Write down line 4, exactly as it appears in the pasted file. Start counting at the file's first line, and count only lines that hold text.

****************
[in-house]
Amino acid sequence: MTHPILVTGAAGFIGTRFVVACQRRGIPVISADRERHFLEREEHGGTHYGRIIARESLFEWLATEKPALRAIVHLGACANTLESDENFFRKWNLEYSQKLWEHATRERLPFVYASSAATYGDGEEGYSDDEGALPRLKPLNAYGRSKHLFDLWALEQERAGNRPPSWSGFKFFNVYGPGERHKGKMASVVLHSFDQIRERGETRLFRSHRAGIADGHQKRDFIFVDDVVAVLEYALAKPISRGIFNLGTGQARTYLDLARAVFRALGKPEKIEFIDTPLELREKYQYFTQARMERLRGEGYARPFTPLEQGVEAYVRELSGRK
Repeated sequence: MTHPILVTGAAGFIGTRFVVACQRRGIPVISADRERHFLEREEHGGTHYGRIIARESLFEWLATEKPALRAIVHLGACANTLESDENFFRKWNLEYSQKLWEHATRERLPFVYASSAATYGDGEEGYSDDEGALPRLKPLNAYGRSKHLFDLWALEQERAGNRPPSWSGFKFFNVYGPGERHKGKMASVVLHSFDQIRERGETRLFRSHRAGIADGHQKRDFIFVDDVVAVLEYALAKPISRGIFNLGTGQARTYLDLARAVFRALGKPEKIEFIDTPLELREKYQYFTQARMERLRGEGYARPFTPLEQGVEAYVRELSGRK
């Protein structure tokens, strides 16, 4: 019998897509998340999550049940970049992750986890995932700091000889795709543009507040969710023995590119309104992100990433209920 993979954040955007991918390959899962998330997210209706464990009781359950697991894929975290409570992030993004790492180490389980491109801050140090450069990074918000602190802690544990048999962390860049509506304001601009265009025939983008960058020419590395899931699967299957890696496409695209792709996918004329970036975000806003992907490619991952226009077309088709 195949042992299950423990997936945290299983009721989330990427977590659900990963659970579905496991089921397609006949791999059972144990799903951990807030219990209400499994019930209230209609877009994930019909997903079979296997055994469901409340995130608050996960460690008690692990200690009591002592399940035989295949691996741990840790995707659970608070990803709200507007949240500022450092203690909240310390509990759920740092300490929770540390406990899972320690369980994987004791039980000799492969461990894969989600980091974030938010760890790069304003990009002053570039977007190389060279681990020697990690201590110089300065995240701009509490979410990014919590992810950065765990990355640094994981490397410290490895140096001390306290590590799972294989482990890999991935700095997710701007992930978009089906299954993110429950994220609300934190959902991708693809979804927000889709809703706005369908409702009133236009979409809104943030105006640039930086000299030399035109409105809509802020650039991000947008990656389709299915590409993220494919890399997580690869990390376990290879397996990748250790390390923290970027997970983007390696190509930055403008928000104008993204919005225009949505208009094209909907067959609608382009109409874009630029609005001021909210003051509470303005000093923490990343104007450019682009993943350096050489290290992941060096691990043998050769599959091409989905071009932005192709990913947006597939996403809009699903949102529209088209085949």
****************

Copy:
């Protein structure tokens, strides 16, 4: 019998897509998340999550049940970049992750986890995932700091000889795709543009507040969710023995590119309104992100990433209920 993979954040955007991918390959899962998330997210209706464990009781359950697991894929975290409570992030993004790492180490389980491109801050140090450069990074918000602190802690544990048999962390860049509506304001601009265009025939983008960058020419590395899931699967299957890696496409695209792709996918004329970036975000806003992907490619991952226009077309088709 195949042992299950423990997936945290299983009721989330990427977590659900990963659970579905496991089921397609006949791999059972144990799903951990807030219990209400499994019930209230209609877009994930019909997903079979296997055994469901409340995130608050996960460690008690692990200690009591002592399940035989295949691996741990840790995707659970608070990803709200507007949240500022450092203690909240310390509990759920740092300490929770540390406990899972320690369980994987004791039980000799492969461990894969989600980091974030938010760890790069304003990009002053570039977007190389060279681990020697990690201590110089300065995240701009509490979410990014919590992810950065765990990355640094994981490397410290490895140096001390306290590590799972294989482990890999991935700095997710701007992930978009089906299954993110429950994220609300934190959902991708693809979804927000889709809703706005369908409702009133236009979409809104943030105006640039930086000299030399035109409105809509802020650039991000947008990656389709299915590409993220494919890399997580690869990390376990290879397996990748250790390390923290970027997970983007390696190509930055403008928000104008993204919005225009949505208009094209909907067959609608382009109409874009630029609005001021909210003051509470303005000093923490990343104007450019682009993943350096050489290290992941060096691990043998050769599959091409989905071009932005192709990913947006597939996403809009699903949102529209088209085949």